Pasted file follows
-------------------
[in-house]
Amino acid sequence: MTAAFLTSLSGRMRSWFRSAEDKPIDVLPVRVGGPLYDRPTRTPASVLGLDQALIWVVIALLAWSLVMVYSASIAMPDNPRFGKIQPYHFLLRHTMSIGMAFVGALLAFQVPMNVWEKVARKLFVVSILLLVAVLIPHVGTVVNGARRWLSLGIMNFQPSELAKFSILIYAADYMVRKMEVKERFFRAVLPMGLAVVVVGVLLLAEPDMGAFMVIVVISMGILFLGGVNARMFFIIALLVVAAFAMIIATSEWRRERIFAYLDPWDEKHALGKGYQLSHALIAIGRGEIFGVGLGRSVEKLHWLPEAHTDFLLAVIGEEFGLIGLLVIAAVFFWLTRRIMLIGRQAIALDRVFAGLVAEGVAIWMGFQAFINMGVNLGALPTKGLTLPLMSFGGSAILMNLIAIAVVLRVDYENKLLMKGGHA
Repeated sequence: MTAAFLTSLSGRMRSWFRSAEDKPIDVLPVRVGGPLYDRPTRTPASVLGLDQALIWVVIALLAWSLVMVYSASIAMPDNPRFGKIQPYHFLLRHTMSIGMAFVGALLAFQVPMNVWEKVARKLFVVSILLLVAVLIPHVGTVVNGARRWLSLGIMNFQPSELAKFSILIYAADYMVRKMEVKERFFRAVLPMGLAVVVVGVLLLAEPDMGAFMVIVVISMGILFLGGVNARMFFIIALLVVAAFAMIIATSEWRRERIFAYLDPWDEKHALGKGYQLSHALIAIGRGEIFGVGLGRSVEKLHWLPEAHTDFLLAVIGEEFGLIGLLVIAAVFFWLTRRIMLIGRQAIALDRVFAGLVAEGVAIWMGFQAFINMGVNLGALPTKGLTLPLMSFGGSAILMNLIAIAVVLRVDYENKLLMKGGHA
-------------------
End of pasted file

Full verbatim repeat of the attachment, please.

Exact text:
[in-house]
Amino acid sequence: MTAAFLTSLSGRMRSWFRSAEDKPIDVLPVRVGGPLYDRPTRTPASVLGLDQALIWVVIALLAWSLVMVYSASIAMPDNPRFGKIQPYHFLLRHTMSIGMAFVGALLAFQVPMNVWEKVARKLFVVSILLLVAVLIPHVGTVVNGARRWLSLGIMNFQPSELAKFSILIYAADYMVRKMEVKERFFRAVLPMGLAVVVVGVLLLAEPDMGAFMVIVVISMGILFLGGVNARMFFIIALLVVAAFAMIIATSEWRRERIFAYLDPWDEKHALGKGYQLSHALIAIGRGEIFGVGLGRSVEKLHWLPEAHTDFLLAVIGEEFGLIGLLVIAAVFFWLTRRIMLIGRQAIALDRVFAGLVAEGVAIWMGFQAFINMGVNLGALPTKGLTLPLMSFGGSAILMNLIAIAVVLRVDYENKLLMKGGHA
Repeated sequence: MTAAFLTSLSGRMRSWFRSAEDKPIDVLPVRVGGPLYDRPTRTPASVLGLDQALIWVVIALLAWSLVMVYSASIAMPDNPRFGKIQPYHFLLRHTMSIGMAFVGALLAFQVPMNVWEKVARKLFVVSILLLVAVLIPHVGTVVNGARRWLSLGIMNFQPSELAKFSILIYAADYMVRKMEVKERFFRAVLPMGLAVVVVGVLLLAEPDMGAFMVIVVISMGILFLGGVNARMFFIIALLVVAAFAMIIATSEWRRERIFAYLDPWDEKHALGKGYQLSHALIAIGRGEIFGVGLGRSVEKLHWLPEAHTDFLLAVIGEEFGLIGLLVIAAVFFWLTRRIMLIGRQAIALDRVFAGLVAEGVAIWMGFQAFINMGVNLGALPTKGLTLPLMSFGGSAILMNLIAIAVVLRVDYENKLLMKGGHA